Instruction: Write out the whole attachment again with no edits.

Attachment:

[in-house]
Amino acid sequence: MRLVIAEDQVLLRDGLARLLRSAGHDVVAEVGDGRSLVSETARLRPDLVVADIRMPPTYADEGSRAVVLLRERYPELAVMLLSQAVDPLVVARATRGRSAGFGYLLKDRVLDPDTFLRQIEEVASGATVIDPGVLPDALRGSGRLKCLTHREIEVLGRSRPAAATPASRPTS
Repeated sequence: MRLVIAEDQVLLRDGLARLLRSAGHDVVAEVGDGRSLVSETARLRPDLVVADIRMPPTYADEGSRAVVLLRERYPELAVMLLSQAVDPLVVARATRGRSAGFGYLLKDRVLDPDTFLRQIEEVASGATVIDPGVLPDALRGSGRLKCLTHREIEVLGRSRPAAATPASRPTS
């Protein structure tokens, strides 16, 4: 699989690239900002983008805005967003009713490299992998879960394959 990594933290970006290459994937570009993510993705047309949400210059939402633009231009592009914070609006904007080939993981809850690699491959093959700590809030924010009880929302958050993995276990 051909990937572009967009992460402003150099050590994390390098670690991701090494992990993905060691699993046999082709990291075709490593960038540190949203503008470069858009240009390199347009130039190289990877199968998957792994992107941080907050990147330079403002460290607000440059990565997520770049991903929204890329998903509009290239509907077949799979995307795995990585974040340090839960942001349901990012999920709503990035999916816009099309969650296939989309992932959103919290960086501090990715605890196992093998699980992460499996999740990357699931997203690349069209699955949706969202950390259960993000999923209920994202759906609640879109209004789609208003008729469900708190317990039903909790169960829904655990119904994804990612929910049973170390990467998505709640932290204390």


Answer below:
[in-house]
Amino acid sequence: MRLVIAEDQVLLRDGLARLLRSAGHDVVAEVGDGRSLVSETARLRPDLVVADIRMPPTYADEGSRAVVLLRERYPELAVMLLSQAVDPLVVARATRGRSAGFGYLLKDRVLDPDTFLRQIEEVASGATVIDPGVLPDALRGSGRLKCLTHREIEVLGRSRPAAATPASRPTS
Repeated sequence: MRLVIAEDQVLLRDGLARLLRSAGHDVVAEVGDGRSLVSETARLRPDLVVADIRMPPTYADEGSRAVVLLRERYPELAVMLLSQAVDPLVVARATRGRSAGFGYLLKDRVLDPDTFLRQIEEVASGATVIDPGVLPDALRGSGRLKCLTHREIEVLGRSRPAAATPASRPTS
């Protein structure tokens, strides 16, 4: 699989690239900002983008805005967003009713490299992998879960394959 990594933290970006290459994937570009993510993705047309949400210059939402633009231009592009914070609006904007080939993981809850690699491959093959700590809030924010009880929302958050993995276990 051909990937572009967009992460402003150099050590994390390098670690991701090494992990993905060691699993046999082709990291075709490593960038540190949203503008470069858009240009390199347009130039190289990877199968998957792994992107941080907050990147330079403002460290607000440059990565997520770049991903929204890329998903509009290239509907077949799979995307795995990585974040340090839960942001349901990012999920709503990035999916816009099309969650296939989309992932959103919290960086501090990715605890196992093998699980992460499996999740990357699931997203690349069209699955949706969202950390259960993000999923209920994202759906609640879109209004789609208003008729469900708190317990039903909790169960829904655990119904994804990612929910049973170390990467998505709640932290204390």